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Anna Karenina Review: A Visual Extravaganza

Kieran’s Rating: 8.5/10
Fused Rating: 7.5/10
(2 reviews total)

Joe Wright has made a reputation for himself as one of the best costume drama directors around, making Pride and Prejudice and Atonement. With his latest movie, an adaptation of Anna Karenina, he sets out to give us one of the most ambitious and surreal costume dramas in a long time, breaking the conventions of the genre with its unusual setting and visual approach.

Anna Karenina (Keira Knightley) is a Russian aristocrat in the 1870s. She is married to Alexi Karenin (Jude Law), a quietly spoken senior government official seen as a saint in all of Russia. Yet Anna is ready to sacrifice her position, status and her son when she embarks on affair with a young and up-and-coming cavalry officer, Count Vronsky (Aaron Taylor-Johnson), causing a scandal that engulfs the Russian aristocracy.


The most obvious comparison that can be made for Anna Karenina is to Laurence Olivier’s 1944 version of Henry V. Both movies start in a theater setting, slowly entering into a more real-world setting and again bookended by the theater setting. While Henry V was told as if to an audience watching a play, Anna Karenina is literally set in a theater.

Early on in the movie, Wright uses the theater setting to great effect, allowing for a quick pace at the beginning and cutting time as the film scenery moves around the characters. Wright embraces the theatrical nature of this adaptation, using theatrical devices to emphasise dramatic moments and allowing us to know the thoughts of characters without the need for voiceovers.

Visually, one of the most glorious moments in Anna Karenina is a five-minute dance sequence between Anna and Vronsky as the camera tracks them and everyone around them is either still or moving slowly. It highlights the sexual tension between the two and the humiliation Princess Kitty (Alicia Vikander) suffered as a result. This sequence serves as a master class of filmmaking because not a single word of dialogue was used or needed.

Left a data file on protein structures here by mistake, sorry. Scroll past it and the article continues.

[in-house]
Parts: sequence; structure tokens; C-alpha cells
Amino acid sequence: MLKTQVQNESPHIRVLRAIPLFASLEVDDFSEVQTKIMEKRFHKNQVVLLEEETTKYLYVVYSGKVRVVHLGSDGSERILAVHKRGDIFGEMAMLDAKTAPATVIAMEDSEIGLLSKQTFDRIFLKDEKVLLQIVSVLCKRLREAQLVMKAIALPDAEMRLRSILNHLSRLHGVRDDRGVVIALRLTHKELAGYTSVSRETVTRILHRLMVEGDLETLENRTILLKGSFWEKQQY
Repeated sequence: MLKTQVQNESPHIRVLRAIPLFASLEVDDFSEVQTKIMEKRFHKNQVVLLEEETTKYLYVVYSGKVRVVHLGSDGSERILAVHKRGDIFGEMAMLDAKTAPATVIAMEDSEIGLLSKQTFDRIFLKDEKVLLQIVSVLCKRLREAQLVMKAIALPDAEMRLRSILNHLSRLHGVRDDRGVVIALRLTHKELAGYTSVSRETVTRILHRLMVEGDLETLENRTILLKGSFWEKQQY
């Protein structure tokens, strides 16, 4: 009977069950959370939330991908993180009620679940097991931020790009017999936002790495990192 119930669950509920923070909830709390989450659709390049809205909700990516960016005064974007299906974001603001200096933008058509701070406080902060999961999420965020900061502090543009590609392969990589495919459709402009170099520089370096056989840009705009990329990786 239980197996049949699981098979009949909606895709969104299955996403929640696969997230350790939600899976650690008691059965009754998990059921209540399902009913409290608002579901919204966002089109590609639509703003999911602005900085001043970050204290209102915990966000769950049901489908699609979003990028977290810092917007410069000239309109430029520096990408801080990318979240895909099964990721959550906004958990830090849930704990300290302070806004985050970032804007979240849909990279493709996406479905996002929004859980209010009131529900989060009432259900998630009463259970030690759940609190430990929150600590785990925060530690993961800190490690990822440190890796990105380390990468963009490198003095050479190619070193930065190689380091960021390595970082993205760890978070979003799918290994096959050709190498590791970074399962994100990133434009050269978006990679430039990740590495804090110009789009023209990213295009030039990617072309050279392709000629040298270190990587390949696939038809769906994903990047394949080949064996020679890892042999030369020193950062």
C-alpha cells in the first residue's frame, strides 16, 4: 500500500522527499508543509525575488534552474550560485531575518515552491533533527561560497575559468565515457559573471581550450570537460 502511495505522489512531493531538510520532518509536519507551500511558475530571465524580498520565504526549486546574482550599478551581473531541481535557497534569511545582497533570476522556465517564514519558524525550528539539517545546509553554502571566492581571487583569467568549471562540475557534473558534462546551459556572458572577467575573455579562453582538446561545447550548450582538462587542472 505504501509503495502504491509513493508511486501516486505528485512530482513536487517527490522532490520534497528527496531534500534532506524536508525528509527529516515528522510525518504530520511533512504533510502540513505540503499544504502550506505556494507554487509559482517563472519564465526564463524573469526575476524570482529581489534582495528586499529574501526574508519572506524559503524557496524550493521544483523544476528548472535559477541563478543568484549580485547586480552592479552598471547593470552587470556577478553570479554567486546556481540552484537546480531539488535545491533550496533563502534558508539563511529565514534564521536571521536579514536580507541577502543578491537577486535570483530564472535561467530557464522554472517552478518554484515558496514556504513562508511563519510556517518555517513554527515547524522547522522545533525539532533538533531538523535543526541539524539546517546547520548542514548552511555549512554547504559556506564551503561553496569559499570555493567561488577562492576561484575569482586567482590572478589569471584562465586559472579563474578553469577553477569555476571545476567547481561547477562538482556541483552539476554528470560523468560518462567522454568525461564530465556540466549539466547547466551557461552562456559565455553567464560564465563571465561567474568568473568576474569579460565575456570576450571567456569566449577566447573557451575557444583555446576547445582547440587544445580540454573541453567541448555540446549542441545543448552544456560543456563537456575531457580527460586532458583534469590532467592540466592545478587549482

As the movie turns into a more traditional costume drama, however, it slows and drags. This slower pace, really taking its time to get to the major story elements, makes Anna Karenina feel like it is longer than it really is (never an endearing quality of a motion picture). It needed tighter editing just to trim some of the fat in the middle of the film.


Those who enjoy costume drama and historical pieces are in for a treat; there are plenty of themes of love and sacrifice as Anna and Vronsky are prepared to lose their status and opportunities and become pariahs with their social class. The other major theme was an examination of the hypocrisy of this society, that if a man has an affair it is acceptable, but for a woman would be social suicide. A woman would even loose face if they leave their husband who is having an affair. Despite Anna Karenina being based on a famous novel many elements of Anna’s relationships played very similarly to another Knightley costume drama, The Duchess.

All will find Anna Karenina to be an ambitious experiment and unconventional costume drama, a striking movie with moments that offer great examples of what a filmmaker can achieve visually. It is a fantastic blend of film and theater and shows how theatrical techniques can be incoprorated into film. Wright is a very talented director with a fantastic eye and gets great performances out of his actors. Anna Karenina is tragic, but rewarding movie for its ambition. Rating: 8.5/10

Ethan thought:Joe Wright’s visually sumptuous adaptation of Tolstoy’s classic novel is a fresh attempt to reanimate a story that has grown stale from dozens of dutiful, lifeless versions. The pageantry and scrutiny of 19th Century imperial Russia are recreated here in a stylized, theatrical form that is imaginative and effective. Unfortunately, in trying to condense the massive book into a two-hour film, writer Tom Stoppard loses much of the nuance in Tolstoy’s characterization. One of literature’s most enigmatic heroines, Anna herself is here depicted as an unexceptional society woman who descends into hysteria thanks to a passionate affair with a young dandy of a cavalry officer. Anna and her lover Vronsky (played without much revelation by Keira Knightley and Aaron Johnson) are both too broad to be sympathetic, while the more intriguing side-plot between Anna’s sister-in-law Kitty and her admirer Levin is too truncated to resonate. Wright’s creative production design conceits are wasted by a half-baked narrative.Rating: 6.5/10

Rating
7.5

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